Imatges de pÓgina
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CHAPTER II.

MAN'S STATE OF SIN.

This will require distinct consideration of the Fact of the Fall, its Moral and Penal Consequences, particularly what is usually called Original Sin, and Actual Sin.

THE DOCTRINE OF THE FALL. The possibility of a lapse from righteousness has already been adverted to.' It lay in the lofty reality of man's creature being and position, gifted with rational freedom and capacities for the higher blessedness of holy fellowship with His Creator and of dominion over lower nature. It is worthy of note that the possibility of sin was found in the endowments that were the supreme excellences and elevation of man's nature, lifting him into divine similitude. It was not from any stint in the rank of his being or its privileges.

In his free, holy personality God placed man alongside of Himself, a creature capable of the loftiest divine reality-holy

racter. But the possibility of free conformity to the divine holiness is the correlate to the possibility of non-conformity; and this gift of personality was perversely misused in violation of righteousness. Even reason itself sees that the moral evil that marks man is possible only to a nature of lofty endowments.

1. The fall must be viewed as a historical fact. It

· Pp. 392-393.

is so represented in the Biblical account (Gen. iii. 1-19). Whatever symbolism interpreters may find, or think they find, in the narrative, the account is manifestly meant to affirm a historic event of immense moral and spiritual import in the conduct and experience of the newlycreated human race. We see no necessity for resolving it into a simple allegory or empty legend, nor propriety in doing so. Though, after the oriental manner, symbolic or figurative forms of representation appear, yet the account moves on with evident air of historic purpose, to certify, in its essential reality, an actual transgression of divine commandment, a perversion of the human will from its true principle of holy obedience to God. And the genuine historicity of the account is implied and guaranteed by its clear linkage with the precedent record of the nature and status creationally given to man, and with the onward narration, sketching various consequences wrought by the moral lapse which had thus “brought sin into the world,” and opening into the whole providential dispensation of divine forbearance, corrective discipline, and redemptory grace and provision, whose record fills the Old Testament and consummates itself in the New. The New Testament distinctly treats the fall as a historical event (Rom. v. 14; 1 Cor. xv. 22; 1 Tim. ii. 14).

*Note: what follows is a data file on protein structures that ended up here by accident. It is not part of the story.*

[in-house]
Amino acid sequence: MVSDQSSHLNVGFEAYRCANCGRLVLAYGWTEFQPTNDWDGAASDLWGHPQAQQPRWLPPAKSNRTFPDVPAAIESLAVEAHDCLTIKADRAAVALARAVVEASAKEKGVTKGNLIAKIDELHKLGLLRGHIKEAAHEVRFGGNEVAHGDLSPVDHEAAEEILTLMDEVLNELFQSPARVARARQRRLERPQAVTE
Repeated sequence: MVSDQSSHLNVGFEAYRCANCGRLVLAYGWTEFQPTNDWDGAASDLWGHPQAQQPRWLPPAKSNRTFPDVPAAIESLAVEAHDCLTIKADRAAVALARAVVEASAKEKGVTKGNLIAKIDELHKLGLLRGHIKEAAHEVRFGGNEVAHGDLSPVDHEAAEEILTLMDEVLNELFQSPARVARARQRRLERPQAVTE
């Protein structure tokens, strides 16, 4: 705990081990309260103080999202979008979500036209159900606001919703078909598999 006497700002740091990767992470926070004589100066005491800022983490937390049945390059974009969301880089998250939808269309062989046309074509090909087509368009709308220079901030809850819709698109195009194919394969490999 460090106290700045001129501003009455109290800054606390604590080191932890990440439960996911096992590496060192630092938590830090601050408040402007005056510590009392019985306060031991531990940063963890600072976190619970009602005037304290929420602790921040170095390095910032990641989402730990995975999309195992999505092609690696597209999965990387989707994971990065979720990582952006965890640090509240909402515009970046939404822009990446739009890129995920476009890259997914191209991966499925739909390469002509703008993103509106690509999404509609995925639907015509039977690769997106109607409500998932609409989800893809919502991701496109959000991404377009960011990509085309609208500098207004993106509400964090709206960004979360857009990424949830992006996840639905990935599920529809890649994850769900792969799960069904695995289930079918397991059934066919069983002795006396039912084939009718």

2. Man fell through an external solicitation (Gen. iii. 1-7; Rev. xii. 9; XX. 2). He was not wholly self-moved. The fall was not purely and absolutely from within. It did not originate by the inner forces of man's nature, by constitutional set of his powers to the deed. These forces, in their direct adaptations and initial action, were in themselves either morally good or morally indifferent, 1. e., some of them were positive and specific adjustments

to righteousness, others per se only to physical functions; e. g., natural appetite for attractive food was not in itself wrong. It was good and holy in its place. The natural desire for knowledge, appealed to, was a noble feeling given for man's exaltation in holy intelligence. And the distinctively moral forces of his constitution, such as the affirmations of his reason and conscience, were positively conformed to righteousness. So had no temptation and deception come from without, it seems credible that the actual conditions of transgression might not have been realized. The external Satanic assailment, to which the Biblical representation attributes it, worked toward its issue, (a) by awakening doubt as to the fact of God's prohibitory law and responsibility for its violation; (b) by stimulating the desire for knowledge in unethical way; and (c) exciting ambitious pride, aspiring to rank as divine. To this fact of the external source of the temptation and deception must be added the further fact of the first man's privative condition, as utterly without experience. No long use of the powers of freedom had, through the law of habit, established a habitude of obedience. The concreated harmony of his nature with holiness was yet without the teaching and supporting power which comes from experience in moral life. These facts do not annul the guilt of the transgression. But they throw explaining light on the way of its occurrence.